This post if part of the Financial Information Month 2016: Student Loan Series. During the Month of October, I will be sharing information about Caribbean Student Loans, stories from borrowers and highlighting the missed opportunities to address the current issues with the Student Loan System in the Eastern Caribbean.
After finding out how messed up my student loan was, and the challenges other borrower’s faced throughout the region, I wanted to find out what the structure of the system was anyway, how it was established and where the money came from for student loan system in the Eastern Caribbean in the first place.
Borrowers I spoke to from Dominica, Grenada, St. Kitts, and St. Lucia were all singing the same song about their Caribbean student loan lenders, including:
- Confusion about how interest is calculated and how payments are applied to account balances;
- Irregular account statements and not receiving statements at all;
- Poor customer service and incomplete responses to customer inquiries;
- A lack of disclosure of student loan lenders policies, procedures and accounting methods;
- Limited options for repaying loans online and accessing account updates easily;
And the list could go on. Some borrowers even experienced not having payments showing up on their account and extra payments being applied to phantom accounts that customers had never been informed of their existence.
I channeled the frustration I had with my own student loan servicer, in St. Kitts and genuine concern for the negative experiences other borrowers were having in their dealings with their servicers.
I know the Caribbean is “developing” but I could not understand that this could be such a widespread problem across the region and no government, or regulatory agency was addressing it. I thought it had to be the case that no one with the power to provide oversight of these Caribbean student loan lenders knew about these issues. If they knew certainly done something about it. I think I was forgetting that this was the Caribbean. The same Caribbean who has been trying to integrate and champion free movement but keep deporting their neighbors unjustly, but that’s another story.
The Caribbean Development Bank’s Student Loan Scheme
I put the research skills that I had gotten into so much debt for to good use and found out that indeed, the powers that be should well be aware of all the problems myself and other student loan borrowers were experiencing throughout the Eastern Caribbean. I came across a 2005 Assessment Report (your can view the PDF of the report from CDB’s website here) of the Student Loan Scheme in the region, that was completed by Universalia for the Caribbean Development Bank.
Let me tell you that I was getting goosebumps when I was reading the report, because every borrower experience, included in the report, was exactly what my peers and I had been expressing. I could not believe that the report was issued 10+ years ago and that student loan borrowers across the Eastern Caribbean were experiencing the same, same, same, same challenges with student loan lenders today!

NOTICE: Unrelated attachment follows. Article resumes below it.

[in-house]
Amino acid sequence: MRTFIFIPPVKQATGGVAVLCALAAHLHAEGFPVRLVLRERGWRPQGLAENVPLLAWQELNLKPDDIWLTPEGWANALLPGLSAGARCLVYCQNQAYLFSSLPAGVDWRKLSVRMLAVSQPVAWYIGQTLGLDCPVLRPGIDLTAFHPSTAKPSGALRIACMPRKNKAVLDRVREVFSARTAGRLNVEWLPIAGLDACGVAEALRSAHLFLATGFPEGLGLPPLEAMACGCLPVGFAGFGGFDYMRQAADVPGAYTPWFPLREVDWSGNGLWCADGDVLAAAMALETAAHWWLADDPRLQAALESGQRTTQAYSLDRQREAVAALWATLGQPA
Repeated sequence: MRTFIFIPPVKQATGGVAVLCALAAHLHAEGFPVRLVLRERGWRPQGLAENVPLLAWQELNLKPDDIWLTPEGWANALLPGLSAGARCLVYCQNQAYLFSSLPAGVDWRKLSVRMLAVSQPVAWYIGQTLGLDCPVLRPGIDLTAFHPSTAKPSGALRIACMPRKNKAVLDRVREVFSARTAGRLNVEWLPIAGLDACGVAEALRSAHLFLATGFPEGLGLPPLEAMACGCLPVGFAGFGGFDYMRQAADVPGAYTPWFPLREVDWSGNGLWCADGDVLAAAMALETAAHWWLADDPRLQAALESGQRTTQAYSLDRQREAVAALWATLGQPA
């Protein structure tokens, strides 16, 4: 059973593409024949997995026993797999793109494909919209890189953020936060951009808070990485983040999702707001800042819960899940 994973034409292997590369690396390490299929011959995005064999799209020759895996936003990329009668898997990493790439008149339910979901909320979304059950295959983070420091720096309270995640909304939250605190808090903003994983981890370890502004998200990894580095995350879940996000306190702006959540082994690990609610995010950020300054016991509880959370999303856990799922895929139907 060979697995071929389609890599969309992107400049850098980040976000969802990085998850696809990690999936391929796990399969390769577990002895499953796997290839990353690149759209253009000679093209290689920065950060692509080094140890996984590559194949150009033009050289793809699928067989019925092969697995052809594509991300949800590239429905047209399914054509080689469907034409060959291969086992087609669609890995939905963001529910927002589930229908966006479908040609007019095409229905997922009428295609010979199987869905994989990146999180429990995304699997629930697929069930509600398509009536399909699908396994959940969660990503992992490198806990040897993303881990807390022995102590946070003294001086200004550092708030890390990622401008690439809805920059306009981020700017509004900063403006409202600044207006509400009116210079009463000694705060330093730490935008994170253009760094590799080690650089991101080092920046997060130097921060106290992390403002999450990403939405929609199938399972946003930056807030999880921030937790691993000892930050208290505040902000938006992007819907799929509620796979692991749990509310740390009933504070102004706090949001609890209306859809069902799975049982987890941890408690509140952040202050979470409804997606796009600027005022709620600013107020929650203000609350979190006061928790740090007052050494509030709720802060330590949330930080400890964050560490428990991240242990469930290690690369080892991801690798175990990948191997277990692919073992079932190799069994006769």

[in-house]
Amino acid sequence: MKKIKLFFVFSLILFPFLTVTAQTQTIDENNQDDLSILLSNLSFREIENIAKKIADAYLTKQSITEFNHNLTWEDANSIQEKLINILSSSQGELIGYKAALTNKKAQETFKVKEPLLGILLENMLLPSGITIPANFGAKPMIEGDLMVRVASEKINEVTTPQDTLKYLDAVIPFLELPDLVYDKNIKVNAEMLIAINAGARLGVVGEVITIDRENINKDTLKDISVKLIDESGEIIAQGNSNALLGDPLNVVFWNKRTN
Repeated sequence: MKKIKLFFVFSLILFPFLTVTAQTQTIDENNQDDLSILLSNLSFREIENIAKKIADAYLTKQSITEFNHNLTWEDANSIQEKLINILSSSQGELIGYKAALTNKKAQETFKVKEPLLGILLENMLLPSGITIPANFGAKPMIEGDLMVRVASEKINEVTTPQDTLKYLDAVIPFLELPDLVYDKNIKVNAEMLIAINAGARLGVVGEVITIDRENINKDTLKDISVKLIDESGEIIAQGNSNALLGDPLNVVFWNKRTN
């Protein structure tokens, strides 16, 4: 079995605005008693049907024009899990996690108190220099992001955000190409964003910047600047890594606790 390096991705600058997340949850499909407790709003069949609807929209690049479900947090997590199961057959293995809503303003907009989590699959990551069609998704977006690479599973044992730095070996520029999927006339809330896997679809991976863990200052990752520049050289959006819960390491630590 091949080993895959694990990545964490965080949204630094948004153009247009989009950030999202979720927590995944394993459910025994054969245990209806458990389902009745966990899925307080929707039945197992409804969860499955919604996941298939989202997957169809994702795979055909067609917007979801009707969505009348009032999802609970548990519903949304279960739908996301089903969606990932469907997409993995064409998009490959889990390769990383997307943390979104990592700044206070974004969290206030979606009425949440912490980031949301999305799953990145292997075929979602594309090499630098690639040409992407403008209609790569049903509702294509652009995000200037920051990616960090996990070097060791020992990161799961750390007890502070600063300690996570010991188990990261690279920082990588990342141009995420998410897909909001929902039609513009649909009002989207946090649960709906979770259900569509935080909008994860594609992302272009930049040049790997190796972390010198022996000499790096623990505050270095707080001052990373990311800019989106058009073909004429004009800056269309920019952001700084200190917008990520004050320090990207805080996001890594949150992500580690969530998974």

Before I talk about the 2005 assessment report on the Student Loan Scheme in the Eastern Caribbean, I will go over what the Caribbean Development Bank is and how the Student Loan Scheme was set up in the first place.
The Caribbean Development Bank
The Caribbean Development Bank (CDB) is a regional financial institution that was established in 1969 to contribute to the economic growth and development of member countries; promote economic cooperation and integration among them and address the needs of less developed countries in the Caribbean region.
This regional development bank started operations in January 1970, and is owned, in part by, the Caribbean member countries it was created to serve. The CDB fulfills it’s mission by providing debt financing to the governments of the Caribbean member countries (known as Borrowing Member countries or BMCs) for development projects; technical assistance and policy advice.
The Student Loan Scheme
Now you know what the CDB is, what does it have to do with Caribbean Student Loans.
Well, two years after starting its operations, the CDB initiated the Student Loan Scheme that made funds available for student loans in:
- The Organization of Eastern Caribbean States (OECS)*:
- Antigua and Barbuda
- British Virgin Islands
- St. Kitts and Nevis
- St. Lucia
- St. Vincent and the Grenadines
- Belize; and
- Other UK Dependent Territories:
- Cayman Islands
- Turks and Caicos Islands
The goals of the Student Loan Scheme were to train human resources and improve access to tertiary education in the Caribbean Region, especially for poor students. From the inception of the Student Loan Scheme in 1972 through 2002, the Caribbean Development Bank gave $87 Million US, to the BMCs (listed above), to provide student loans through their local Development and Commercial Banks.
It was very interesting to learn from 2005 Universalia Assessment Report, how the Student Loan Scheme started and where the CDB fit in. What was even more interesting is the assessment’s presentation of the experiences of the borrowers from that system and the issues in the system that needed to be addressed. operations and communication local as
I will talk about those experiences and the report conclusions in a separate post.
Until then, let me know if you were aware of how the Student Loan Scheme started, the Caribbean Development Bank’s role and that an assessment of the scheme even existed.
What has your experience been with your student loan? I would love to feature your story. Your can submit your story all throughout out the Month of October 2016. Just click the below to join the regional and diasporic conversation!
Submit Your Story
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